In memory of Phones4U
In my village, the bright-red signage is above the frontage on the corner of the high street, near other threatened businesses such as the Post Office (with its continual swathe of proposals to close branches followed by appeals to keep them open) and the local café (soon to be superimposed by the shadow of the colossus that is Costa). It’s come as a surprise to some that Phones4U has gone into administration, but with the network operators’ ever-increasing high street presence and direct-to-consumer behaviours, telesales and upgrades/retentions teams, should the demise of one of the UK’s very few independent network-agnostic mobile phone retailers really be a shock?
The company’s foundations were sewn in 1987, when John Caudwell and his brother Brian founded Midland Mobile Phones and began to wholesale mobile phones to the UK market. The company then went through a series of transformations, partnerships and acquisitions to grow to the large high-street presence it has started its retreat from today.
During its growth, as with any large company, a number of spanners have been thrown in its wheels during its journey: in July 2010, the company began a partnership with appliance and electrical goods retailer Dixons to place 49 concessions inside a small number of Currys and PC World stores. The concessions were successful, and locations grew to over 100. However, following a merger between Dixons and Phones4U’s highstreet rival Carphone Warehouse, the agreement was not renewed and the concessions were removed.
The company’s reputation wasn’t perfect, either: it became known as a point of poor customer service (since its clients often had to deal with Phones4U regarding issues rather than being able to talk to the networks directly), and high levels of staff turnover were also reported, damaging morale and increasing staff retention and retraining costs.
In November 2008, Ofcom, the telecommunications regulator, fined Phones4U for misleading customers over network coverage, for having unfair terms on its cashback schemes, and for failing to provide timely refunds for faulty handsets. And regarding another regulator, the ASA, there were also a number of marketing campaigns that didn’t fare particularly well with the population: the one where it pointed fun at a Scout leader for “probably” not having more than 50 friends on his phone, and where it was accused of belittling Christian values by using a cartoon-style Jesus, holding a “miraculous” sign, winking and brandishing a thumbs-up.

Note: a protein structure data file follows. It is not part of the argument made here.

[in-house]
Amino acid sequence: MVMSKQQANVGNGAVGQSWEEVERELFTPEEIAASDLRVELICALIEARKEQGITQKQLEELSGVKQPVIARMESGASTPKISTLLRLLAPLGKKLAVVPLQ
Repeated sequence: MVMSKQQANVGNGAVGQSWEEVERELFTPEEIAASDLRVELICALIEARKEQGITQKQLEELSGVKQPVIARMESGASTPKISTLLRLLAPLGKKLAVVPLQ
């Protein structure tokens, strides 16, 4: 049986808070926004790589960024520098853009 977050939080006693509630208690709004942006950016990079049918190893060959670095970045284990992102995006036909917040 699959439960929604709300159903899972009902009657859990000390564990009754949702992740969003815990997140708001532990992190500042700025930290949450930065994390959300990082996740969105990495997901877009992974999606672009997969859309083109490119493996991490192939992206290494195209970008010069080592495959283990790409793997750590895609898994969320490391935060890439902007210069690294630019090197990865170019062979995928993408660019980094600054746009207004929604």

With all that in mind, its marketing did capture the minds of a lot of people. The phones-for-you hand gestures, that spooky advert (you know the one), and its bright red signage all sticks in your mind. So what actually went wrong?
The straw that broke the camel’s back came when networks EE and Vodafone decided, almost simultaneously, not to renew its supply contracts with the company. It was at this point which, according to the press, caused Phones4U to bring in the administrators and pause trading. Its online outfit Dial-a-Phone went offline, the main Phones4U website went offline, and, although retail staff continue to be paid for now, high street shops were shuttered.
“Phones 4u received unequivocal legal advice that the business had no other option than to seek the appointment of administrators from PwC,” a company spokesperson told IT news rag The Register.
Perhaps the skeletons were already falling out of the closet, and the appointment of the administrators will confirm this? However, what’s more likely (in this author’s opinion) is that it is just part of the continuing sea-change to online, telephone and other direct-to-consumer distance selling. The Post Office and Royal Mail found solace in parcels (gone is the “Think of a letter” campaign, for instance) and even though other online outlets such as buymobilephones.net are able to compete, it is more than likely due to referrals, word of mouth, low prices and corresponding low overheads.
This, combined with its high-pressure sales tactics, negatively-perceived marketing campaigns, poor customer service and… well, you get the point. Perhaps it was just the death of another high street giant; another in an ever-increasingly long line of familiar household names such as Woolworths, to bite the dust, or perhaps it was an appropriate sentence for an out-of-date and no longer appropriate business.